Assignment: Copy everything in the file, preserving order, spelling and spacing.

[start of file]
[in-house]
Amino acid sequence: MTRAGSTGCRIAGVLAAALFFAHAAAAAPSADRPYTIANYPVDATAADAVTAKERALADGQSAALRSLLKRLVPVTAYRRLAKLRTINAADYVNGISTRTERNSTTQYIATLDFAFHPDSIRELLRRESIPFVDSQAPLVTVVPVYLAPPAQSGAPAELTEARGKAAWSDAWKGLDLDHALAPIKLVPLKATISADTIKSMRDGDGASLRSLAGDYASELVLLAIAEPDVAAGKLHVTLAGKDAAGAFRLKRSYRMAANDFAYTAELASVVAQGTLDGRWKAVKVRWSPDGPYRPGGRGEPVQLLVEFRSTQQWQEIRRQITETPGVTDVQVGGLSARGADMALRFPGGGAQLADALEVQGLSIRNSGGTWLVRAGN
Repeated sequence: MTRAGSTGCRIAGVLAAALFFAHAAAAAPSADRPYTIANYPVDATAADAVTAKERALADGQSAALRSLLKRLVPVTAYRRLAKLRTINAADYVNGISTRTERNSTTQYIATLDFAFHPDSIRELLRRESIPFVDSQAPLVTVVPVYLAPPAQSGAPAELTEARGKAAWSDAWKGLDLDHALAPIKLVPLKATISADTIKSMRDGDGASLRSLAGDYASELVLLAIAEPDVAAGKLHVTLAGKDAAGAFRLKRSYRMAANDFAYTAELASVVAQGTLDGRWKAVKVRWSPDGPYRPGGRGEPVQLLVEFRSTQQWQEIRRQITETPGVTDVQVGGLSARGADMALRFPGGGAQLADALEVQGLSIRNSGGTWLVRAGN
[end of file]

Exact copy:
[in-house]
Amino acid sequence: MTRAGSTGCRIAGVLAAALFFAHAAAAAPSADRPYTIANYPVDATAADAVTAKERALADGQSAALRSLLKRLVPVTAYRRLAKLRTINAADYVNGISTRTERNSTTQYIATLDFAFHPDSIRELLRRESIPFVDSQAPLVTVVPVYLAPPAQSGAPAELTEARGKAAWSDAWKGLDLDHALAPIKLVPLKATISADTIKSMRDGDGASLRSLAGDYASELVLLAIAEPDVAAGKLHVTLAGKDAAGAFRLKRSYRMAANDFAYTAELASVVAQGTLDGRWKAVKVRWSPDGPYRPGGRGEPVQLLVEFRSTQQWQEIRRQITETPGVTDVQVGGLSARGADMALRFPGGGAQLADALEVQGLSIRNSGGTWLVRAGN
Repeated sequence: MTRAGSTGCRIAGVLAAALFFAHAAAAAPSADRPYTIANYPVDATAADAVTAKERALADGQSAALRSLLKRLVPVTAYRRLAKLRTINAADYVNGISTRTERNSTTQYIATLDFAFHPDSIRELLRRESIPFVDSQAPLVTVVPVYLAPPAQSGAPAELTEARGKAAWSDAWKGLDLDHALAPIKLVPLKATISADTIKSMRDGDGASLRSLAGDYASELVLLAIAEPDVAAGKLHVTLAGKDAAGAFRLKRSYRMAANDFAYTAELASVVAQGTLDGRWKAVKVRWSPDGPYRPGGRGEPVQLLVEFRSTQQWQEIRRQITETPGVTDVQVGGLSARGADMALRFPGGGAQLADALEVQGLSIRNSGGTWLVRAGN